Iceland Beats the Bankers and Leads the World
New Zealand has not suffered the extreme banking collapses that occurred in the US but we still had to endure the demise of some financial institutions at great cost to the taxpayer (South Canterbury Finance cost us more to put right than all the Treaty settlements combined). Our four biggest banks remain stable and are returning solid profits, however their success is costing us dearly through unnecessary bank charges, tax avoidance and the loss of dividends to Australia. We even have a group of lawyers currently suing banks for excessive default fees which have been estimated as costing us $1 billion over the past six years.
Banks seem to be held in the same regard as churches, powerful institutions that supposedly exist to serve the people and as such are above criticism. However, as has been found with the Catholic Church, behind the impressive and noble facade are some self-serving individuals who are more intent on meeting their own needs than those they should be serving. The salaries of the New Zealand CEOs of the four main Australian banks exceeded $15 million last year.
I happened to sit beside a manager within New Zealand's Co-operative Bank on a recent flight and she admitted that she could earn far more for doing the same job in one of the Australian owned banks. However, she told me that she would rather provide a real service and meet the genuine needs of customers than suck people dry by pushing products that only serve the bank's interests.
The Green Party has pushed for stronger regulatory controls and the need to shift to a locally owned bank for our government banking (currently through Westpac). The way our banks are operating and dictating much of our financial activity, especially in supporting inflated property prices, has helped contribute to our shocking private debt and our dismal Current Account deficit.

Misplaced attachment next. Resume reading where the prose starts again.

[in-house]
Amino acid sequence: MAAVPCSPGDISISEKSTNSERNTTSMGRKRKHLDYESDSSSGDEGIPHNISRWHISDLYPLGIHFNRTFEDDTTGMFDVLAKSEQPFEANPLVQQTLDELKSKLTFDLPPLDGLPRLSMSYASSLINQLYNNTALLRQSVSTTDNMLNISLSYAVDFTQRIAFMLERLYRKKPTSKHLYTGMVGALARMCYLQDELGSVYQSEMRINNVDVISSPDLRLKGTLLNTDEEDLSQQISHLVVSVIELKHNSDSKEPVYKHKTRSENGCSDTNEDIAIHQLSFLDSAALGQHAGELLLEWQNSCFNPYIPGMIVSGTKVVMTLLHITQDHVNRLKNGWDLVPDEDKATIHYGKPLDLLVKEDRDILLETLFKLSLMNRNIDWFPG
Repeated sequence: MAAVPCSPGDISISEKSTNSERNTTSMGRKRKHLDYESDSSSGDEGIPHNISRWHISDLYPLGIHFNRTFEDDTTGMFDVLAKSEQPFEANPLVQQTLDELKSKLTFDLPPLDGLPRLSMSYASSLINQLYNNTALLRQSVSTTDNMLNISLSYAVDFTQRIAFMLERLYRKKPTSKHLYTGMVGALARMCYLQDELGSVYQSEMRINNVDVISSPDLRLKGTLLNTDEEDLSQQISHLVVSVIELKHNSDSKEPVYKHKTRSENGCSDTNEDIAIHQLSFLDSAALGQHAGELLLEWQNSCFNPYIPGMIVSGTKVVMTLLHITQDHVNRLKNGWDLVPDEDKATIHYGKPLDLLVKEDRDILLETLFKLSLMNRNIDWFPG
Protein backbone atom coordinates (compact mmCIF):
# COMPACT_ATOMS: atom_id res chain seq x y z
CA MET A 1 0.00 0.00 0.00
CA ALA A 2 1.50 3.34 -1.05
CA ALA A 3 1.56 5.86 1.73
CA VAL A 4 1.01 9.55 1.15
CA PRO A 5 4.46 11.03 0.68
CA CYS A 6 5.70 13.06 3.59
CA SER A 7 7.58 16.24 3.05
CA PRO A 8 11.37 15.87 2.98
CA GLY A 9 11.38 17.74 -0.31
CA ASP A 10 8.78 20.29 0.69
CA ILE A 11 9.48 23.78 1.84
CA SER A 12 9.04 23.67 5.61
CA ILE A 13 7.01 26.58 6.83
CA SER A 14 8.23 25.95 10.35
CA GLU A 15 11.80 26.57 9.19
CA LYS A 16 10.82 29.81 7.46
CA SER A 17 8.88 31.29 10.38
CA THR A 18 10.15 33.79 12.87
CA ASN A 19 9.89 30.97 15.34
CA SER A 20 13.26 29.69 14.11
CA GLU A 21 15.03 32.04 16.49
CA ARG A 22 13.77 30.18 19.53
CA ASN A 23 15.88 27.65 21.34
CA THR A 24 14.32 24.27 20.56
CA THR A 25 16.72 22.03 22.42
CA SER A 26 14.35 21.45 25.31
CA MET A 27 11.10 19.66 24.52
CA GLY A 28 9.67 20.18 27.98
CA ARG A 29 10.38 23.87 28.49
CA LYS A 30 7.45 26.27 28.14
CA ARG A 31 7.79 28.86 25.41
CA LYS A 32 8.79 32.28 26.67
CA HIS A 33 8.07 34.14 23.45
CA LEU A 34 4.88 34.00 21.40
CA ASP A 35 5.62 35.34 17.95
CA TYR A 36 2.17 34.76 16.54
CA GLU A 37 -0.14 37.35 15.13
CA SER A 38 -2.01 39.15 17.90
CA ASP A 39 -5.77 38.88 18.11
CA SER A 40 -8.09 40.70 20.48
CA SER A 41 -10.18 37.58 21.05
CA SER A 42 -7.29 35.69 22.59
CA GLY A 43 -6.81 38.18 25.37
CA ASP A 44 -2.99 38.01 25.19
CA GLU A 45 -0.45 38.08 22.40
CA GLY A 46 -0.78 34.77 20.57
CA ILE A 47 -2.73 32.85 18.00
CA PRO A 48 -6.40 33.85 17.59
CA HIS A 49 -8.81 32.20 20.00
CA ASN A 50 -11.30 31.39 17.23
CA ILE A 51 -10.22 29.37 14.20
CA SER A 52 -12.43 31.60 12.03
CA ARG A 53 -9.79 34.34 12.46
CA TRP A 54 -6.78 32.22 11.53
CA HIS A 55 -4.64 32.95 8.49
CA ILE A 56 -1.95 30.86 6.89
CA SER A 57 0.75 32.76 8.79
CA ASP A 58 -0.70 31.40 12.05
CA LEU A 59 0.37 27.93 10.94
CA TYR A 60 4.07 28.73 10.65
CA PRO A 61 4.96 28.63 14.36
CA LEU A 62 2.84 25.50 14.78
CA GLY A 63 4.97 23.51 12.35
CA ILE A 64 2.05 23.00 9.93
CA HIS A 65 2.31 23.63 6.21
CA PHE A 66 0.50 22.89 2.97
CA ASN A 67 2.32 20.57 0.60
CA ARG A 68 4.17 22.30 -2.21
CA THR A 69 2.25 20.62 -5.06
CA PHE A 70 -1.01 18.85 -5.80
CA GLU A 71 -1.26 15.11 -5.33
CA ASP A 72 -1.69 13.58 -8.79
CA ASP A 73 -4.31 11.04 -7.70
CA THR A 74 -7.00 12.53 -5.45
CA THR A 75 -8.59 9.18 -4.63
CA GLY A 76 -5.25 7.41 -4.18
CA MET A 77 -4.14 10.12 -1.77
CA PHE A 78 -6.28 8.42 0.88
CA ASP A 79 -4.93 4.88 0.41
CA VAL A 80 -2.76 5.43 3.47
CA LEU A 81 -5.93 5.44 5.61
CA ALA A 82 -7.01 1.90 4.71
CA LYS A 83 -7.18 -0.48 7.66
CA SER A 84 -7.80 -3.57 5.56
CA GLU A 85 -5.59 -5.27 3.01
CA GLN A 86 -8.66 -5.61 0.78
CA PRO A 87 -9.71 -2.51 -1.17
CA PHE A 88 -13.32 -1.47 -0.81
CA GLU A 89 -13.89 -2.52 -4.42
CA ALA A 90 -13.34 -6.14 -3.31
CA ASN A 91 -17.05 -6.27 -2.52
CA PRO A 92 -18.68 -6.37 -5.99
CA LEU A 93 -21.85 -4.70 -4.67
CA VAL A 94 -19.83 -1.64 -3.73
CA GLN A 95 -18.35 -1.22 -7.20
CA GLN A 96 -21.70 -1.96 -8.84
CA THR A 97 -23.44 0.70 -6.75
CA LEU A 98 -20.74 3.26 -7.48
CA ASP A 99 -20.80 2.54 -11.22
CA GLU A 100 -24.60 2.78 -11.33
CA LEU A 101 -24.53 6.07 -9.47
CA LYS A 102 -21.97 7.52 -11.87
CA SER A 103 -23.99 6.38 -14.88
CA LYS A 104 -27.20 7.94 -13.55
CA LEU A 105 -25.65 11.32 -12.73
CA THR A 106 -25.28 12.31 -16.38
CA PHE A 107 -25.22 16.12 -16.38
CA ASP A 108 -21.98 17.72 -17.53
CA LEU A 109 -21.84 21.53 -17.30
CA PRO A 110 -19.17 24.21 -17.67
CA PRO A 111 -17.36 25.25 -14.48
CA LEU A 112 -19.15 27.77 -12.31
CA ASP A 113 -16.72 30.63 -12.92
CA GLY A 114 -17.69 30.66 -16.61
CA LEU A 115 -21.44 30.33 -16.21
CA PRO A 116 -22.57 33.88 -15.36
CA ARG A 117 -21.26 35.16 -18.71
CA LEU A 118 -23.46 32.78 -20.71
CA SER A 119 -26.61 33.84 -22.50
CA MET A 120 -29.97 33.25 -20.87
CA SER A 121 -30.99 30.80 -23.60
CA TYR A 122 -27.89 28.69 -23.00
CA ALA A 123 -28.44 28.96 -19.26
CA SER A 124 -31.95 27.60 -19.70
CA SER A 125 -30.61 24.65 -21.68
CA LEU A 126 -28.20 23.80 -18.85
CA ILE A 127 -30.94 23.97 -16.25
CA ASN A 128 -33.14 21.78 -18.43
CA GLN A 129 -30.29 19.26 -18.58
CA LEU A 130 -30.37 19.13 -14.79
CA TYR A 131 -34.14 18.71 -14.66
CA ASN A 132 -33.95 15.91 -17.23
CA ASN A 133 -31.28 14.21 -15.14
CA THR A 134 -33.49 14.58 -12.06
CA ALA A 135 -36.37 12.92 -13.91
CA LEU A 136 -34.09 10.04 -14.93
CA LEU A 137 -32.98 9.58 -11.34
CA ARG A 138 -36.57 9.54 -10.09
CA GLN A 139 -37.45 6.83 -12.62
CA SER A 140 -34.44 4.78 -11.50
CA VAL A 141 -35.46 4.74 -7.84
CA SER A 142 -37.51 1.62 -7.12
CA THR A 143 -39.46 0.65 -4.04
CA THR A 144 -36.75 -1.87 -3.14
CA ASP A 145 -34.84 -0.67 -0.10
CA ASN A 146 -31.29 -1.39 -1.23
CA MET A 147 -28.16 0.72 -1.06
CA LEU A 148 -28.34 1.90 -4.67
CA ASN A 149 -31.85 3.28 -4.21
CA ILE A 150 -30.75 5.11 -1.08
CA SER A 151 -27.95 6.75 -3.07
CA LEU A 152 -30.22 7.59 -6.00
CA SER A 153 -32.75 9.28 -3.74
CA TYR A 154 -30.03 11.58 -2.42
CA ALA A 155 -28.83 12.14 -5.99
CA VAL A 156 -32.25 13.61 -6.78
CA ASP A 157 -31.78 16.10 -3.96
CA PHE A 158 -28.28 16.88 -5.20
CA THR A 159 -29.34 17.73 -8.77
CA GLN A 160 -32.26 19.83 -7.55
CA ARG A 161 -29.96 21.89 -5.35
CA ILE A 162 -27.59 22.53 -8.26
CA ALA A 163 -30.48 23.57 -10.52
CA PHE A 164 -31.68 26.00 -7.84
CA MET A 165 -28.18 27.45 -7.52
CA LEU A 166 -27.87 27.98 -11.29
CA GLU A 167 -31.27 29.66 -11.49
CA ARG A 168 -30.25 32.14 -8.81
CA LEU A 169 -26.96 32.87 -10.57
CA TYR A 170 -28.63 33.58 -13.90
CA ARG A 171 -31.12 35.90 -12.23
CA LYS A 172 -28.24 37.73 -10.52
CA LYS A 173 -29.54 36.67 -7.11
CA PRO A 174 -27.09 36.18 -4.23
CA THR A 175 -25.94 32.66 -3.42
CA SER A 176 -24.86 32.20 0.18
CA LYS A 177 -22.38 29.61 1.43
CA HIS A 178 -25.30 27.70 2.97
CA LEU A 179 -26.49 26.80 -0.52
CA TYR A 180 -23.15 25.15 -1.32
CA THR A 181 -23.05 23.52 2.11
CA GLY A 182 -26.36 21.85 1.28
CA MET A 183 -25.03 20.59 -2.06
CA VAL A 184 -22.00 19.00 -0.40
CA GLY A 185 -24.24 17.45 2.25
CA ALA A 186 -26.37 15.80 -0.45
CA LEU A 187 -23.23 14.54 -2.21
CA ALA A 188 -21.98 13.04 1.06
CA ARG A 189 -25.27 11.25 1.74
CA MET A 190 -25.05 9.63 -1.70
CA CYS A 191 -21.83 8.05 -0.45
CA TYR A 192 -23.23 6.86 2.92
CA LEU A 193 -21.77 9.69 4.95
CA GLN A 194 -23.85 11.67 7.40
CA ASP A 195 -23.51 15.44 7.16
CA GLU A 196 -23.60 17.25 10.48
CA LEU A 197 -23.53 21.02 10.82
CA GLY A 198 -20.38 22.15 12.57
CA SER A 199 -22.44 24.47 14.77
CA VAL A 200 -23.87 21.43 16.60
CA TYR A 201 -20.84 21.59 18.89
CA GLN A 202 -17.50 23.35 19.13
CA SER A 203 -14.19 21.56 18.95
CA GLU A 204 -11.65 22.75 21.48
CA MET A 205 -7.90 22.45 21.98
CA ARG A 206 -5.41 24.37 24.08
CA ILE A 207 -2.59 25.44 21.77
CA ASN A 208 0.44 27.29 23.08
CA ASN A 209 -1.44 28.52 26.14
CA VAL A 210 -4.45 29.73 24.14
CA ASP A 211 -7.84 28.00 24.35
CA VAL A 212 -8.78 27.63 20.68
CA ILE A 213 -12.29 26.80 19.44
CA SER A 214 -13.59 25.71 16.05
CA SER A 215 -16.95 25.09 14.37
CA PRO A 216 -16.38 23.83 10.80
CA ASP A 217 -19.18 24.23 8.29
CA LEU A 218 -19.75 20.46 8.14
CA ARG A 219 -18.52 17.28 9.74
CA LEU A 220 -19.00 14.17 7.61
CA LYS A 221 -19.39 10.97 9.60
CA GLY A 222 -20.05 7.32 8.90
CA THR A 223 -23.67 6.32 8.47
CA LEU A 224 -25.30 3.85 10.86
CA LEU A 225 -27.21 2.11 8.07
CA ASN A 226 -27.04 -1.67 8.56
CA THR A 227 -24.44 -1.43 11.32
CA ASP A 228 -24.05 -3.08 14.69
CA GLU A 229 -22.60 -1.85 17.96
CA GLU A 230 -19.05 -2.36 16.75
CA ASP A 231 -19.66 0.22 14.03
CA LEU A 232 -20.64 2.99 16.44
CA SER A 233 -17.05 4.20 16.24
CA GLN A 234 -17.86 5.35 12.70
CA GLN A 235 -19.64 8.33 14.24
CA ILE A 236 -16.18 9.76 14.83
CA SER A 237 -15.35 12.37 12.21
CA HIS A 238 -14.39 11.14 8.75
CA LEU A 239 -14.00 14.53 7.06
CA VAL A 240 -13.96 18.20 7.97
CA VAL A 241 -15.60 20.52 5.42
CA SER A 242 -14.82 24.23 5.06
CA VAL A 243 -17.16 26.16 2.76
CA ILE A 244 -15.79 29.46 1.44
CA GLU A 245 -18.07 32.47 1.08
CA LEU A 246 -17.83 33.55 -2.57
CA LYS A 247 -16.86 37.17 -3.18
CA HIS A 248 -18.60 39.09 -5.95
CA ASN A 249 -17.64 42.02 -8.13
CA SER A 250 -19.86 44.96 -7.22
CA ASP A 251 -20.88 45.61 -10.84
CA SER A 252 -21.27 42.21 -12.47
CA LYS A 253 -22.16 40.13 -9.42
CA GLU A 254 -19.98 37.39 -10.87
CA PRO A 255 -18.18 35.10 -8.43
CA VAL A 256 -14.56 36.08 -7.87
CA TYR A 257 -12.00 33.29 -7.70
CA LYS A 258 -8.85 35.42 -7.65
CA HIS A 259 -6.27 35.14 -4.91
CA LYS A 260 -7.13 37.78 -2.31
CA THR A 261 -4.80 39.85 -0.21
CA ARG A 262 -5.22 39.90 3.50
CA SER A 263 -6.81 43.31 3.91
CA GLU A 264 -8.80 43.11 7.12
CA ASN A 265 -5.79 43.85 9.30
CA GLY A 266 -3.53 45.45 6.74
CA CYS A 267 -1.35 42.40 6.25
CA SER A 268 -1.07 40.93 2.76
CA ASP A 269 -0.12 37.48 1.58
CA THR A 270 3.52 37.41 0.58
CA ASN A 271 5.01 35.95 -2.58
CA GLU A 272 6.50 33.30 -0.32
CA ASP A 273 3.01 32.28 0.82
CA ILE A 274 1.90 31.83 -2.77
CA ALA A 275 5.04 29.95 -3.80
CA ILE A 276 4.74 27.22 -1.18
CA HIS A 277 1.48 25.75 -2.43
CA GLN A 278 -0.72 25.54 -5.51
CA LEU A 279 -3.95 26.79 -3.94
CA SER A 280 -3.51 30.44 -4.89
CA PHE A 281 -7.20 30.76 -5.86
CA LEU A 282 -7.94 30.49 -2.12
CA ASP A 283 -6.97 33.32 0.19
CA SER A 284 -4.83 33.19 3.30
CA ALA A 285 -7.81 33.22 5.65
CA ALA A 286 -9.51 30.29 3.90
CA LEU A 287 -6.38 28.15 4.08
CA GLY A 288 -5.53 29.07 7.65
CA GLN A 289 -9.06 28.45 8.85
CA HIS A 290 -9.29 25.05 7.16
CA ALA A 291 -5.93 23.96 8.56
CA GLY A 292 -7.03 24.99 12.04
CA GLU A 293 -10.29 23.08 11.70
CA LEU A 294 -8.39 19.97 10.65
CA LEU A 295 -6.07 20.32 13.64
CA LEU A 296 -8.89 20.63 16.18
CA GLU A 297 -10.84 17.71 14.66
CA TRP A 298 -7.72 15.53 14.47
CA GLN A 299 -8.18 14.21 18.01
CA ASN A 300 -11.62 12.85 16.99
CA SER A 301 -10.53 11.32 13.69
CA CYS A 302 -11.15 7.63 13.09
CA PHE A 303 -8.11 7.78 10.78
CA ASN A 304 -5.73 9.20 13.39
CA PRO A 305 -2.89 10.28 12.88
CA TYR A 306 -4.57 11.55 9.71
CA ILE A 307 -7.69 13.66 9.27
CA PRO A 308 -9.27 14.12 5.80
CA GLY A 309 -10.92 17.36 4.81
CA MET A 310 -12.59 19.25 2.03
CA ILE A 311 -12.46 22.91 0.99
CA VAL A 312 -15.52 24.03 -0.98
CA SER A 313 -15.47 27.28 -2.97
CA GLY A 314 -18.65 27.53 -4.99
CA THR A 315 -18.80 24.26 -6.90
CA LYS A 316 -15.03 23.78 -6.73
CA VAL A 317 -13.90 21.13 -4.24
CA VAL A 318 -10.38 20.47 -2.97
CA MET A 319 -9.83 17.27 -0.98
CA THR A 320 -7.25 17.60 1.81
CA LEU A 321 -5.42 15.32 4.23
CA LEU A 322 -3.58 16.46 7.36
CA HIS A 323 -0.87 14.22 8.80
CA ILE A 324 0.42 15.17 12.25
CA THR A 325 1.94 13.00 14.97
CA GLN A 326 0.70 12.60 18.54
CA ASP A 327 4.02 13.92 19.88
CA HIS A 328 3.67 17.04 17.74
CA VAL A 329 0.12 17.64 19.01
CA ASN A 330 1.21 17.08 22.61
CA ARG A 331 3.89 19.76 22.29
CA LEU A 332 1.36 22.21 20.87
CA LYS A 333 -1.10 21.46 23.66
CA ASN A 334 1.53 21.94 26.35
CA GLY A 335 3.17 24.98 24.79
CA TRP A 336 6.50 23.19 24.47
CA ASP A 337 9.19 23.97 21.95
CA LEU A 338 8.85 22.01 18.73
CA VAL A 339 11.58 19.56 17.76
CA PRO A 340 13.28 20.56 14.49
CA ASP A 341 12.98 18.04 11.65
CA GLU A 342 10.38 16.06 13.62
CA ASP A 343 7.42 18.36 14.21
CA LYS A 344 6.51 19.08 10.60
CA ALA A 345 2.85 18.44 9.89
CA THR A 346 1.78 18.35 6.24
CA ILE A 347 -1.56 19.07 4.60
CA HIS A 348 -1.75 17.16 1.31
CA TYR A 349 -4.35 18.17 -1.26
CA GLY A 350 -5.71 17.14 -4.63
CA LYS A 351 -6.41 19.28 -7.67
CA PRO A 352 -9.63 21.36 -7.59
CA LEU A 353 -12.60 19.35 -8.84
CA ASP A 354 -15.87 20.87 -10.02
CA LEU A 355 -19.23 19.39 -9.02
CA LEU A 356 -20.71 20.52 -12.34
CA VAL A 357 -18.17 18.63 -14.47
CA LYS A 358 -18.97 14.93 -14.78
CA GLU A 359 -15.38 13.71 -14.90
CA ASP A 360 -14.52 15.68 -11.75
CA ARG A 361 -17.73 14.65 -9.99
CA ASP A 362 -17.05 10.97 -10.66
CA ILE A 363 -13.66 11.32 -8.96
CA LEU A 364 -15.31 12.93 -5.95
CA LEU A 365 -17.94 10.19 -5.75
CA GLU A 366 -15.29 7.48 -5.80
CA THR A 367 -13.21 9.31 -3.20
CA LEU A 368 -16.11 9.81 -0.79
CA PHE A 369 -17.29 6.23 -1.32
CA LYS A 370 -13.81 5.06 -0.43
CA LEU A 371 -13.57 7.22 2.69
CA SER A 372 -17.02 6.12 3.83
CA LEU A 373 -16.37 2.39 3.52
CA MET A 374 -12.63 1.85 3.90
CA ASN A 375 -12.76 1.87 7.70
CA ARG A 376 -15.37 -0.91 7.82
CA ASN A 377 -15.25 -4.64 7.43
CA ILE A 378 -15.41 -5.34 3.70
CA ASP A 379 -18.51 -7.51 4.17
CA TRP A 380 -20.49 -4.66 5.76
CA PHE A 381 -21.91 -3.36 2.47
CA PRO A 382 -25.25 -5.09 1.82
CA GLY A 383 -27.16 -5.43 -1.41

Although we haven't reached the desperate levels of Iceland we are heading to a similar place with all the financial power and privilege being controlled by a few. While I don't envisage taking the same course of action that the Icelandic people committed to, I do see a need to reclaim the control of our financial systems and banking. The fact that Iceland took the dramatic step of nationalising their banks, and refusing to pay for the mistakes of a corrupt few, is a valuable example of what is possible. While Iceland is now quietly enjoying economic growth, Greece and New Zealand are being told that privatisation and tighter belts is the only way.
It is time to reject the power of the banks and reclaim the power for ourselves!